Well, the NuBone nut and saddle, along with D’Addario strings, combine to give it a seriously well-balanced tone. And it has a really good acoustic projection, which can sometimes be a problem for skinny little instruments like this.
Obviously, it’s not perfect. Nothing is! Being electric-acoustic, it is on the pricier side of things. But maybe here with this uke, we get what we pay for.
- Electric-acoustic with great preamp system.
- Unique Bocote wood body.
- Excellent projection.
9 Lanikai LU22CGC Concert Ukulele Natural
Popular and affordable…
Great for musicians from seasoned professionals to beginners, the LU22CGC is THE sound of the islands. This makes the LU22CGC Concert Ukulele, one of Lanikai’s most popular and affordable ukes. It produces an incredibly sweet sound from its pedigree of choice woods and high-quality construction.
The classic ukulele design and construction from beautiful tonewood are improved further by the attention to detail that has made Lanikai the preferred name in ukuleles. The LU22CGC is an in-betweener, being just a bit bigger than a soprano uke, and smaller than a tenor. This is excellent for players with larger fingers, as well as the slightly larger body emitting a louder and deeper tone. Quality materials…
It is solidly crafted with the top, back, sides, and neck, all being made from Mahogony for a well-balanced tone. The bridge and fretboard are Rosewood to add clarity to the notes, and the die-cast tuners keep you in tune as you go through your repertoire. With its gold hardware and soft satin finish, the Lanikai LU22CGC ukulele will definitely turn some heads.
Excellent construction ensures the beautiful sounds that this dynamic and versatile little instrument is capable of.
- Sweet sound.
- High-quality construction.
- Attractive design.
Choosing which ukulele to buy depends on your needs. Are you a beginner dreaming of filling Madison square gardens or hoping to jam with friends? Perhaps you’re a seasoned player looking to move up to a different model? It’s important to think about this before you decide which one to buy.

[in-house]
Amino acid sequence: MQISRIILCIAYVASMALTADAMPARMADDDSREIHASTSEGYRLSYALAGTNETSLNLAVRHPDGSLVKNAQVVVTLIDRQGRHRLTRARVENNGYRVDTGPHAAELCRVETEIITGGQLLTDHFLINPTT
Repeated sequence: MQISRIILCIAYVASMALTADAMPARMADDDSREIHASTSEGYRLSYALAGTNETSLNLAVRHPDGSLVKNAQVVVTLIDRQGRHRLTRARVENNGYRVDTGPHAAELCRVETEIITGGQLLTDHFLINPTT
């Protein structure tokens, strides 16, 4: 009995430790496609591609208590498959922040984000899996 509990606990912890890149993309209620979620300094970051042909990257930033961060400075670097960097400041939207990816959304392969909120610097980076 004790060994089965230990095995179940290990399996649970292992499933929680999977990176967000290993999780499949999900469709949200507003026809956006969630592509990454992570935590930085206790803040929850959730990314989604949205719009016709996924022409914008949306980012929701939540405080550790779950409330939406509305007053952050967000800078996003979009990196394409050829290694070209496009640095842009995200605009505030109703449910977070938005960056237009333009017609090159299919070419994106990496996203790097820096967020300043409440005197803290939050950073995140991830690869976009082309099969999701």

A new enthusiast probably shouldn’t look for something super expensive or high-end. Yes, your interest may turn into a burning obsession. But, you can always upgrade, instead of spending lots of money only to have your uke collecting dust in the corner.
If you’ve been playing for a while and think it’s time to level up, decide if you want the option of playing electric. These ukes can be more expensive, so it’s worth thinking about whether or not you want to spend all that money. If not, it is possible to buy a separate pick up instead.
Right! Now we need to choose which type of ukulele to buy. So let’s look at the three most common types of uke…
- Usually 21 inches long.
- 12-15 frets.
The tone of this pocket rocket is high, with a cheerful quality. In fact, it’s probably the sound most people think of when they see the word ukulele! Many people consider this to be the original, standard ukulele.
- Typically 23 inches long.
- 15-18 frets.
A concert uke is more versatile than a soprano. It retains that classic sound while also adding a little more depth. Plus, its size makes it accessible for a wider range of people and gives an extra degree of comfort.
- Around 26 inches long.
- 17-19 frets.
Like Pavarotti, this is a bigger, bolder, instrument! The tenor is for those who want a more sonorous tone. Their sound tends to be richer, with a warming quality.
Next! How Can Different Woods Affect a Ukulele?
Mahogany is probably the most common wood used for uke production. There’s a good reason for this; it gives a fantastic tone. Not too hard or soft, mahogany offers the best of all worlds without too much expense.
How about Cedar?
We do not often find an instrument made completely of Cedar, but this wood is commonly used for the soundboard. It delivers a soft, warming sound with sweet overtones.
Nato has a lot in common with Mahogany. Whilst it does not have the same standard of sound, it’s far more cost-effective than other materials. Plus, it looks awesome, with dazzling, almost scarlet, hues!
Then there was Acacia wood…
Acacia offers a woody, complex, timbre. An Acacia solid top can work to balance the instrument’s ‘jangliness’ and leaves a more balanced sound.
And lastly, we have that unusual Bocote wood. Honestly, we love this! Its extraordinary wood grain patterns mean you’ll always stand out in a crowd, and it sounds truly amazing too.
Wow! That was a lot of information! But hopefully, we’ve given you an idea of what to look for when choosing the best uke for you.
Need More Choice?
We’ve covered some great ukuleles in this review, but maybe you want even more choice? If so, no problem, check out our reviews of the Best Concert Ukuleles for Beginners, the Best Tenor Ukuleles, the Best Baritone Ukuleles, and the Best Bass Ukulele currently available.
You may also be interested in our reviews of the Best Kids Ukuleles and the Best Electric Ukuleles on the market.
So, What Is The Best Lanikai Ukuleles?
This was a difficult decision! But we’ve picked the…
This is a great all-rounder. Concert sized, it’s comfortable for everyone and is not as hefty as a tenor. The mix of wood types gives it a more interesting sound, and we love those dulcet tones!
No, it does not have a pickup. While it’s nice to have one, we do not need it. And not having one really brings the price down!
So best of luck in your quest to find the best Lanikai ukuleles! And maybe we’ll see you on the cover of Rolling Stone soon!